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StratCom already planning pre-emptive strike on Iran

Published 22 February 2007

Wednesday, Feb 21, 2007 -

In an unprecedented collaboration, the University of Nebraska-Lincoln College of Law and U.S. Strategic Command are hosting a “Space and Telecom Law Conference” in Lincoln on March 2. StratCom Commander and Marine Gen. James “Hoss” Cartwright will deliver the opening speech at this event, slated to address the military, commercial and tourism dimensions of “Security and Risk Management in a New Space Era.”

But here’s what he probably won’t be telling this law school audience. That StratCom - at the behest of the Bush/Cheney Administration - has already devised plans for a pre-emptive (and, under international law, illegal) attack on Iran. As the March 2007 issue of Vanity Fair reports,

“Another serious development is the growing role of the U.S. Strategic Command (StratCom), which oversees nuclear weapons, missile defense and protection against weapons of mass destruction. Bush has directed StratCom to draw up plans for a massive strike against Iran... ‘Shifting to StratCom indicates that they are talking about a really punishing air-force and naval air attack [on Iran],’ says [retired Col. W. Patrick Lang, who served as an officer for the Middle East, South Asia, and terrorism at the Defense Intelligence Agency].” Imagine for a moment how this must look to the Muslim world ...

The command center for the largest nuclear arsenal in the world has been charged with planning, launching and coordinating an unprovoked assault on a non-nuclear Muslim nation, in order to keep that country from even being able to develop nuclear energy for civilian purposes. StratCom’s attack plan even includes the use of tactical nuclear weapons to take out the reinforced bunkers housing Iran’s nuclear research facilities.

The Islamic broadcast network, Al Jazeera, could have a field day with this sort of ‘double standard’:

The U.S. gets to have all the nuclear armaments it wants (including a proposed new generation of nuclear weapons-the ‘bunker-buster’ mini-nuke and the Reliable Replacement Warhead), to use however it sees fit. And under the “Bush Doctrine” of pre-emption, the U.S. even has the prerogative to offensively use nuclear weapons to prevent ‘wannabe’ states from ‘going nuclear.’ But Iran is to be prohibited from developing nuclear power, for fear it might someday make a bomb.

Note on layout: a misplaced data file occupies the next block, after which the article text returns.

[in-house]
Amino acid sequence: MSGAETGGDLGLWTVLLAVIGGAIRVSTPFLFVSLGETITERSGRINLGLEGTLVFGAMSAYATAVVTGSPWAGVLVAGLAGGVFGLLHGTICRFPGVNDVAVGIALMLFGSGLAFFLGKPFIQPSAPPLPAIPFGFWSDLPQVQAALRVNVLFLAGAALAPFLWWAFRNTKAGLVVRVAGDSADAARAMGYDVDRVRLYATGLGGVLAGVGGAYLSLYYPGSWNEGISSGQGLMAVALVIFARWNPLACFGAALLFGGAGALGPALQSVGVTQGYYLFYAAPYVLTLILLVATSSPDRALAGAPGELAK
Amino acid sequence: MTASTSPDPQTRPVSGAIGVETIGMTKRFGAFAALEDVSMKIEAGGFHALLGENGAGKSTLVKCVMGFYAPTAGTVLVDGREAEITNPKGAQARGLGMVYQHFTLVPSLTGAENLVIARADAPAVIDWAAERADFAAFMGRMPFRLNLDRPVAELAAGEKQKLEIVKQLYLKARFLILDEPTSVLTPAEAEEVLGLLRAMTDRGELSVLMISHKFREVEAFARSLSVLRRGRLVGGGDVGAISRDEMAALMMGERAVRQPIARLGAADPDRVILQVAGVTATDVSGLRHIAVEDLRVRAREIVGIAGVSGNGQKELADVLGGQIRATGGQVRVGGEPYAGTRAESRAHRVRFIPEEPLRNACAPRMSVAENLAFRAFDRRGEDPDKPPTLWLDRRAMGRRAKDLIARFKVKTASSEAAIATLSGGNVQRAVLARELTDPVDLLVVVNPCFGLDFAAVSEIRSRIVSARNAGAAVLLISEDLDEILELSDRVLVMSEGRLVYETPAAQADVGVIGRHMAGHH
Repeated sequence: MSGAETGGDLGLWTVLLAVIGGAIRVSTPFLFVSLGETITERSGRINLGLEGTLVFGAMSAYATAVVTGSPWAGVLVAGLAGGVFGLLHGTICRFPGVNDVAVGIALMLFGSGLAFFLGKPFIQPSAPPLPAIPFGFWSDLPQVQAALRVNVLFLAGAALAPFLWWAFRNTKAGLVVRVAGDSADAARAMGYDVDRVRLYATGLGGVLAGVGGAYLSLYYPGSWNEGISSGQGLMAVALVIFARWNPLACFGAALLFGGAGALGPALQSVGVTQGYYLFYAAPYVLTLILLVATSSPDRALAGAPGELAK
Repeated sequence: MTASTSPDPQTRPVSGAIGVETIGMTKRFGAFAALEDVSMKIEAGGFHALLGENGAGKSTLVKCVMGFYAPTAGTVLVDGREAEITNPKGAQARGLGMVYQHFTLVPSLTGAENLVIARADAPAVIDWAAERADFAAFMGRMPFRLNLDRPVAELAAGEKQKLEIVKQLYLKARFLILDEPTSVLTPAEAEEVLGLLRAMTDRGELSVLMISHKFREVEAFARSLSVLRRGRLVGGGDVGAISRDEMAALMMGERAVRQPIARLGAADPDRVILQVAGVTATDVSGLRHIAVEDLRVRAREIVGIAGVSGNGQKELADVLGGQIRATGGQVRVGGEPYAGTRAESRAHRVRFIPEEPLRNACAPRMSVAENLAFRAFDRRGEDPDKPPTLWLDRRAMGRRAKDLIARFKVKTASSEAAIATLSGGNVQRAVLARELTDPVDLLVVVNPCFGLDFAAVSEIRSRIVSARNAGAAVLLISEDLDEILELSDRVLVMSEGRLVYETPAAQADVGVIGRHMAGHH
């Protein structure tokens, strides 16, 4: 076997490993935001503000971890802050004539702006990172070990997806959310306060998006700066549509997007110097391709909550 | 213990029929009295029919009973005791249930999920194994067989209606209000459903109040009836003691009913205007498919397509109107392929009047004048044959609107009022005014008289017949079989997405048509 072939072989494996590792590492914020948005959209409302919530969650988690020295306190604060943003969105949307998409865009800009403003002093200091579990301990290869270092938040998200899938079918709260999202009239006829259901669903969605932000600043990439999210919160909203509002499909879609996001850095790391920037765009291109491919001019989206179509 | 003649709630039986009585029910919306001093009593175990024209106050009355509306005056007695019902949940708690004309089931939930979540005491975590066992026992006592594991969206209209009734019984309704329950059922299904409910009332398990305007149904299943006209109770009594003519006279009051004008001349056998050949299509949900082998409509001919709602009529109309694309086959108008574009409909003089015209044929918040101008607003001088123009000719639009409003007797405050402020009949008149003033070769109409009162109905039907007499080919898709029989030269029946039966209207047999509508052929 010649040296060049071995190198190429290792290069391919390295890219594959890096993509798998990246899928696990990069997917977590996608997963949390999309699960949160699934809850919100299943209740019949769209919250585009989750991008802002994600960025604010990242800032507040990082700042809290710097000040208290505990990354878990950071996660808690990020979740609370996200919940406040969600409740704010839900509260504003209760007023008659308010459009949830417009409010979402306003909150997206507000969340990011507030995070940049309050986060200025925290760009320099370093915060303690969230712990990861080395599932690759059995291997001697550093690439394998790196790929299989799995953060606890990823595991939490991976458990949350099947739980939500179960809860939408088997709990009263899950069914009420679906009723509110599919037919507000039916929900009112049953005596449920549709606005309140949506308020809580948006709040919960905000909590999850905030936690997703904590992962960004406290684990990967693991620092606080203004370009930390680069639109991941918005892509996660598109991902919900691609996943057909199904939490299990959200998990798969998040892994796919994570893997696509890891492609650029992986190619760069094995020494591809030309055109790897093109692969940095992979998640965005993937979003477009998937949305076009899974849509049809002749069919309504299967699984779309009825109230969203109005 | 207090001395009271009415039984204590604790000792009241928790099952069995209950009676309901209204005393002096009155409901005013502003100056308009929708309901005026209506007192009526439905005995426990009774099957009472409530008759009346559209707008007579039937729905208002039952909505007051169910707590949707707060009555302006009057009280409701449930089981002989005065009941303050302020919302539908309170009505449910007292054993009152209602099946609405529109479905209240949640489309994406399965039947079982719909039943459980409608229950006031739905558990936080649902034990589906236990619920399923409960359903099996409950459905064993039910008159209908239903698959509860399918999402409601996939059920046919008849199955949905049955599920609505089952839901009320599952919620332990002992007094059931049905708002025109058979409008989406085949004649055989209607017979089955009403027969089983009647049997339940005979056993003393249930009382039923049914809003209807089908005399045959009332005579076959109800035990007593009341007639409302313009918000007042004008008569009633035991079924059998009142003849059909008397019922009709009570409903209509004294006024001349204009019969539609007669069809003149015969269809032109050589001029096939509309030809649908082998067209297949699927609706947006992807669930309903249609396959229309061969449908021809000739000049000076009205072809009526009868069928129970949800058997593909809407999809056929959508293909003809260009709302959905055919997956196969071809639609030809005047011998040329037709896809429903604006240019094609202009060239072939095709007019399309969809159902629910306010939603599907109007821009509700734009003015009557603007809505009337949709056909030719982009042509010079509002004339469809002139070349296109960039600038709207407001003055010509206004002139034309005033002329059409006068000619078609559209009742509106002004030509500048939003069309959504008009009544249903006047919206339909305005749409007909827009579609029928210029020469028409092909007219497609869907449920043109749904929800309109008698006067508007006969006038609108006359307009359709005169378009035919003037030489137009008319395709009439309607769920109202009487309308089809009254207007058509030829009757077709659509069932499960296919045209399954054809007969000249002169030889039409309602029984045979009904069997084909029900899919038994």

This kind of hypocrisy is guaranteed to feed anti-American feeling in the Mideast, and lend credence to Russian President Putin’s charge that it is in fact we who are the nuclear threat to the world.

Timely as the topic is, though, I’m guessing Commander Cartwright isn’t going to say much at this ‘law’ conference about StratCom’s plan to attack Iran.

Nor do I imagine that he’ll dwell on the military- and space-based assistance StratCom provided in the “Shock and Awe” bombing campaign on Iraq (an assault which former UN Secretary-General Kofi Annan described as a flat-out violation of international law). The efforts of StratCom’s Space Command in that aerial blitzkrieg inspired then-Air Force Secretary James Roche to describe the 2003 attack as “the first true space war.”

I further doubt that the commander will care to get into the legalities of StratCom’s new mission of “Full Spectrum Global Strike” - a hi-tech version of ‘shoot first, ask questions later,’ whereby the Omaha command center is authorized to attack a target anywhere on earth in two hours, with conventional or nuclear weapons, if a threat to America’s national security is suspected.

And I’m guessing most Nebraskans are unaware that the now-infamous “warrantless wiretap” program conducted by the National Security Agency was a StratCom-sponsored project. But you’ll be relieved to know that the man who launched this illegal spying operation, Gen. Michael Hayden, is no longer a “component commander” at StratCom. He’s the new director of the CIA.

I haven’t even touched on the civil liberties issues regarding the use of StratCom’s satellite network to spy on people from space, the legality of its efforts to ‘militarize’ and ‘weaponize’ space, or its stated goal of U.S. space dominance to the exclusion of all others - all subjects, one would assume, worthy of consideration at a conference claiming to commemorate the 40th anniversary of the “Outer Space Treaty”

StratCom is more than just a scofflaw - it’s becoming a law unto itself. And yet, far as I can determine, none of these topics are on the March 2 conference program.

I’ve already paid my $100 registration fee for the conference, and the morning of March 2, I’ll be on the ‘inside’ to hear for myself what Commander Cartwright has to say about the command’s current activities. But I would hope there will be a bunch of us on the ‘outside’ protesting StratCom’s role in the impending attack on Iran. And while they’re at it, sending a message to the UNL College of Law that rubbing shoulders with a command center that habitually flouts rule of law hardly falls within the college’s academic mission.


Rinne is state coordinator of Nebraskans for Peace, the oldest statewide peace and justice organization in the country.

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